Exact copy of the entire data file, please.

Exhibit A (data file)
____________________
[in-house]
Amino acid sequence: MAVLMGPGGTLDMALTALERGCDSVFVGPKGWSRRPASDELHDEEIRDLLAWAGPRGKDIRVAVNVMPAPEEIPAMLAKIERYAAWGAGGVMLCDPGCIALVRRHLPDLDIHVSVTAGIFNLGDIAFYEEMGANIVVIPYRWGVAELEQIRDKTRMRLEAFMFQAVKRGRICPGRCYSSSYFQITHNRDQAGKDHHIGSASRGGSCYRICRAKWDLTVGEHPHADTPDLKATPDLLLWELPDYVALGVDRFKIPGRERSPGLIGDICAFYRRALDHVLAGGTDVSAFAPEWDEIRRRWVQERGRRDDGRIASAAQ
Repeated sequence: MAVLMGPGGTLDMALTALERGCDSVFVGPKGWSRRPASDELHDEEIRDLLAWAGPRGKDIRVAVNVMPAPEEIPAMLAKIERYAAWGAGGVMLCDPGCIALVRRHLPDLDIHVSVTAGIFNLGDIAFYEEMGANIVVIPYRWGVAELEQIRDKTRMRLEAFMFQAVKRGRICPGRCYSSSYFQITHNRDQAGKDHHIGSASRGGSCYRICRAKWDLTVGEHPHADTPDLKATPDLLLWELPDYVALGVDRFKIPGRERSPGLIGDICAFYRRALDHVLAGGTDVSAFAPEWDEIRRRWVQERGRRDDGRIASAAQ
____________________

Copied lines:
[in-house]
Amino acid sequence: MAVLMGPGGTLDMALTALERGCDSVFVGPKGWSRRPASDELHDEEIRDLLAWAGPRGKDIRVAVNVMPAPEEIPAMLAKIERYAAWGAGGVMLCDPGCIALVRRHLPDLDIHVSVTAGIFNLGDIAFYEEMGANIVVIPYRWGVAELEQIRDKTRMRLEAFMFQAVKRGRICPGRCYSSSYFQITHNRDQAGKDHHIGSASRGGSCYRICRAKWDLTVGEHPHADTPDLKATPDLLLWELPDYVALGVDRFKIPGRERSPGLIGDICAFYRRALDHVLAGGTDVSAFAPEWDEIRRRWVQERGRRDDGRIASAAQ
Repeated sequence: MAVLMGPGGTLDMALTALERGCDSVFVGPKGWSRRPASDELHDEEIRDLLAWAGPRGKDIRVAVNVMPAPEEIPAMLAKIERYAAWGAGGVMLCDPGCIALVRRHLPDLDIHVSVTAGIFNLGDIAFYEEMGANIVVIPYRWGVAELEQIRDKTRMRLEAFMFQAVKRGRICPGRCYSSSYFQITHNRDQAGKDHHIGSASRGGSCYRICRAKWDLTVGEHPHADTPDLKATPDLLLWELPDYVALGVDRFKIPGRERSPGLIGDICAFYRRALDHVLAGGTDVSAFAPEWDEIRRRWVQERGRRDDGRIASAAQ